Law School Proud to Welcome Two New Faculty Members: Davidson and Huntington

August 1, 2004

The Law School proudly welcomes two new faculty members as Associate Professors starting in the Fall of 2004.

Nestor Davidson attended Columbia Law School, serving as Articles Editor on the Columbia Law Review and receiving the John Ordronaux Prize for the highest grade point average in his class. After law school, Professor Davidson clerked for Judge David S. Tatel of the United States Court of Appeals for the District of Columbia Circuit and for Justice David H. Souter of the Supreme Court of the United States. Professor Davidson then served as the Special Counsel to the Secretary of the U.S. Department of Housing and Urban Development, and practiced with the firm of Latham & Watkins LLP, focusing on commercial real estate, affordable housing, and community economic development. Professor Davidson plans to focus his scholarship on property, land use, and affordable housing issues.

Clare Huntington joins the faculty after serving as an attorney advisor in the Office of Legal Counsel in the U.S. Department of Justice for four years. Before working at the Justice Department, Professor Huntington served as a law clerk to Justices Harry A. Blackmun and Stephen Breyer, Supreme Court of the United States, to Judge Merrick B. Garland, United States Court of Appeals for the District of Columbia Circuit, and to Judge Denise Cote, United States District Court for the Southern District of New York. Before attending law school, Professor Huntington worked in New York City as a case worker for a foster care agency and as an administrator for a youth services program. For seven years Professor Huntington served on the Board of Directors of the Women's Prison Association, a social services and advocacy organization in New York City. Professor Huntington has also worked for international development agencies in India and Senegal.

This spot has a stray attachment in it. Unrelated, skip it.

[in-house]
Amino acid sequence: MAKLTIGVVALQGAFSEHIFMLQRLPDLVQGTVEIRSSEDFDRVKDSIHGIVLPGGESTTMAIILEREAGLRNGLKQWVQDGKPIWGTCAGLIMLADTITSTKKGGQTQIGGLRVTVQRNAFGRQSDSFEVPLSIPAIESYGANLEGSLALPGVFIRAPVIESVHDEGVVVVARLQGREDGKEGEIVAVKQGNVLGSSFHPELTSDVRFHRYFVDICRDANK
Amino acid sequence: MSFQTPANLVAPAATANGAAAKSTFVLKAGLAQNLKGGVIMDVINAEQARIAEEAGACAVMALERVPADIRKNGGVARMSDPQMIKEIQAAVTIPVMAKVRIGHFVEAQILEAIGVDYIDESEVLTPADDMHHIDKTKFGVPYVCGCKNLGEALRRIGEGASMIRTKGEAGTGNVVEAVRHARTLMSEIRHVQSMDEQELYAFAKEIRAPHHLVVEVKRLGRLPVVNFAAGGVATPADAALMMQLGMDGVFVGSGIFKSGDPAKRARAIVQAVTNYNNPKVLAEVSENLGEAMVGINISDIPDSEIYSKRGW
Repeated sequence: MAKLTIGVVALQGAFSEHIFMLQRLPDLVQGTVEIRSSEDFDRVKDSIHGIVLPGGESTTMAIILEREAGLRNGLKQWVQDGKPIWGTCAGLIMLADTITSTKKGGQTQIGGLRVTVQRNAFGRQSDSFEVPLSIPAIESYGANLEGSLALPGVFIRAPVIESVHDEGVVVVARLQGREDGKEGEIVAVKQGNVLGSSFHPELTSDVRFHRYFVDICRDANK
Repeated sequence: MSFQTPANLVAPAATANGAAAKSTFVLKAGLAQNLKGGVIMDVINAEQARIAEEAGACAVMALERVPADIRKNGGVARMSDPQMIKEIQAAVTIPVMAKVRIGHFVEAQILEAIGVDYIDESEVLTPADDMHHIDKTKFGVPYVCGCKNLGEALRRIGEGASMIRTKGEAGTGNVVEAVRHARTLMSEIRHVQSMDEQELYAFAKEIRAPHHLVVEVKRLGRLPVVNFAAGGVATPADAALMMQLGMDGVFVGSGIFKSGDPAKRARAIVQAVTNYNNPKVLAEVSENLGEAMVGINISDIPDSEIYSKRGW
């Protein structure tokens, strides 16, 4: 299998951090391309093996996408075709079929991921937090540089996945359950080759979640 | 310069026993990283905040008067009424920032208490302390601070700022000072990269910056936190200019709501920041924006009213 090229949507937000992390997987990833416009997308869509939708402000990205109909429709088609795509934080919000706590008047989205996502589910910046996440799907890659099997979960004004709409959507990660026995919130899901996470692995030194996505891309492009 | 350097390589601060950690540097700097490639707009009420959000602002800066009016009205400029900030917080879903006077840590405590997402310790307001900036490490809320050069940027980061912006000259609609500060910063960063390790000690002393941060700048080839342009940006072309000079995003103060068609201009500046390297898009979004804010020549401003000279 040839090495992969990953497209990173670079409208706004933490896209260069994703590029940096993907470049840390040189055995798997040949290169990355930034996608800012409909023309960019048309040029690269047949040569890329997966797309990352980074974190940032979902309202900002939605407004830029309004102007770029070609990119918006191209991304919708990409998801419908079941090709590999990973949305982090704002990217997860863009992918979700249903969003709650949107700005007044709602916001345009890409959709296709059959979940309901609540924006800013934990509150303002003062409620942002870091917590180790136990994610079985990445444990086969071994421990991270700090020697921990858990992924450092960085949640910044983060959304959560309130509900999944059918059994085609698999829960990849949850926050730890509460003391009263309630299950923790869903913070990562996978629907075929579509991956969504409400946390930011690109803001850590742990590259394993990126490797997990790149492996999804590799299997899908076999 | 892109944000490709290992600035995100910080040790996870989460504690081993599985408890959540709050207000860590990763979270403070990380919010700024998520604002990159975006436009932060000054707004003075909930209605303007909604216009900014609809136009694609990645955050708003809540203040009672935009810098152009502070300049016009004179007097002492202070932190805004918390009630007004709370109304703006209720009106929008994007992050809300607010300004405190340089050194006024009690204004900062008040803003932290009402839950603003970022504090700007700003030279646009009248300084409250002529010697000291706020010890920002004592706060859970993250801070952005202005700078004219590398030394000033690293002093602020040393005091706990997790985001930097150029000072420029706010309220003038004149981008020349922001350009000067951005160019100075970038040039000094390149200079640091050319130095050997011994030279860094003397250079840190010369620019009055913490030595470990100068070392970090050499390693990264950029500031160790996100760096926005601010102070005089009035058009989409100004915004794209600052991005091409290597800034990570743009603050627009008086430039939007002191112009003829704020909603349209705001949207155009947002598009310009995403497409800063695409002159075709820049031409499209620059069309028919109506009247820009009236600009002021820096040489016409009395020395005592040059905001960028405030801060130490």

Professor Huntington graduated from the Columbia Law School in 1996 and will teach Family Law, Immigration and Citizenship Law, and Constitutional Law and the Family. In addition to her teaching and scholarship activities, Professor Huntington will be heading the Juvenile and Family Law Program at the University of Colorado.